Jumia, one of Africa’s most prominent e-commerce businesses, cut its operating losses in Q4 2023 to $4.5 million after several important strategic changes, but there are still questions about profitability. One difficult decision it made in Q4 was shutting down Jumia Food, given the tough macroeconomics of the food delivery business. 

It also reduced its workforce and moved away from a focus on low-ticket items. Nevertheless, profitability has remained elusive in a Q4 where the company lost 500,000 active customers compared to the same period last quarter. [ad]

Key takeaways:

  • Jumia’s reported revenue of $59.4 million for the quarter
  • It cut its operational losses to $4.5 million 
  • Quarterly active users declined to 2.3 million 

Under Francis Dufay, who was hired as CEO in February 2023, the firm continues to demonstrate impressive cost discipline and improve cash utilisation.

“We believe that Jumia is now a much leaner, more agile and more focused company. We have reevaluated our portfolio and made tough decisions regarding business activities that did not bring the right value,” the company said in its statement. 

The company reduced its sales and advertising spend to $6.2 million, reducing advertising on consumer incentives like vouchers and free shipping. The drop in advertising spending is 62.8% compared to Q3 2022. Its general and administrative spending was also down to $12.3 million.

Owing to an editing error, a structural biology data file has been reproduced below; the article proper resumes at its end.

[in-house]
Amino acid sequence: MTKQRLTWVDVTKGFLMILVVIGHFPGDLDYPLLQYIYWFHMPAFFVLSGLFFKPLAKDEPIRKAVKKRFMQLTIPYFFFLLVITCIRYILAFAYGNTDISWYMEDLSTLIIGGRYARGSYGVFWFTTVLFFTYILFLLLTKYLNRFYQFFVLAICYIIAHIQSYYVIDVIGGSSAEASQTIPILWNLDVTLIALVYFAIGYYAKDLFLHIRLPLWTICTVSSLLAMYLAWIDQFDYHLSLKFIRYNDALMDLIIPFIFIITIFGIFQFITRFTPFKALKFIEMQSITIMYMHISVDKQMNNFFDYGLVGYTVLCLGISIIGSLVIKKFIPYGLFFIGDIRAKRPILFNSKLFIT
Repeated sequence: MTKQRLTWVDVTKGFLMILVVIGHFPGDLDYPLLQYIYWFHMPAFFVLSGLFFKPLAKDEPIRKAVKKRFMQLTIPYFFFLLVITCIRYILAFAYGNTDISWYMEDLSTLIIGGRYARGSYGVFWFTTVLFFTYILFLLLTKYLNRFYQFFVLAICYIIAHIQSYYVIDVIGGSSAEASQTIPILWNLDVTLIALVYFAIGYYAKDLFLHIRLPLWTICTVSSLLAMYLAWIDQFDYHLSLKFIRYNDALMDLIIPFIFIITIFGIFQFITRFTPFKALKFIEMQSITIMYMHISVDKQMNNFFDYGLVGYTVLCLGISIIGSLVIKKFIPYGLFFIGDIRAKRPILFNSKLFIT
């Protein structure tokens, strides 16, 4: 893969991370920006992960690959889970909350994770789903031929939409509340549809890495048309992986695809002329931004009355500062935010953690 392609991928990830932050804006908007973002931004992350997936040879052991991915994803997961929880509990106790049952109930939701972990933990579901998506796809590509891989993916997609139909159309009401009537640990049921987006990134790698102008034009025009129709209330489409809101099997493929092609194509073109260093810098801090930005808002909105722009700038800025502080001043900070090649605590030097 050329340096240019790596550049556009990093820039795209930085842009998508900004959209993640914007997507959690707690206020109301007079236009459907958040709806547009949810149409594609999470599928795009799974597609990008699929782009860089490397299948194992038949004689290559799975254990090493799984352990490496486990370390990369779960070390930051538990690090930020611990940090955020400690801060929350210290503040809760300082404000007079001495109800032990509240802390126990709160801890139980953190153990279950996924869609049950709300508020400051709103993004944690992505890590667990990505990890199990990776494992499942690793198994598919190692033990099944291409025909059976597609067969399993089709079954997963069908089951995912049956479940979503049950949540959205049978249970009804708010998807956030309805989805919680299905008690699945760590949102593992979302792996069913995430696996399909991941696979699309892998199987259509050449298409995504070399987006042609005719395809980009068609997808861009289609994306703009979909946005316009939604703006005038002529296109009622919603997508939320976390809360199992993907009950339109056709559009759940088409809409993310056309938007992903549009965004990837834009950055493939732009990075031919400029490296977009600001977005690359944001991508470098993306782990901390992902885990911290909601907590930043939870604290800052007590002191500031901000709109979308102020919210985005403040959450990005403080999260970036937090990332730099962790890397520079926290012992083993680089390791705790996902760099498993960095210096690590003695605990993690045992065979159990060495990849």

Its Gross Merchandise Value, a measure of the value of all goods bought on its platform, declined to $233.3 million. The company blamed the reduction on currency devaluation across markets. 

“Eight out of ten local currencies in our countries of operation depreciated against the US Dollar in 2023, compared to 2022,” Jumia said in its financial report.

High inflation rates and currency depreciation impacted the purchasing power of customers. However, the firm experienced growth in commissions driven by corporate sales to local and regional retailers and distributors in some countries it operates in.

“We are seeing signs of stability and growth in other markets,” Dufay said in the earnings call that was held today after the results were released.

In terms of runway, Jumia has a cash balance of $35.5 million and a liquidity position of $120.6 million. 

A bright spot in its report is the growth in JumiaPay transactions which reached $3 million in the fourth quarter of 2023, up 41% year-over-year. Dufay said the company was exploring plans to roll Jumia Pay delivery in Nigeria as he estimates that 50% of transactions could be cashless by 2024 ending.

Joseph Olaoluwa Senior Reporter, TechCabal

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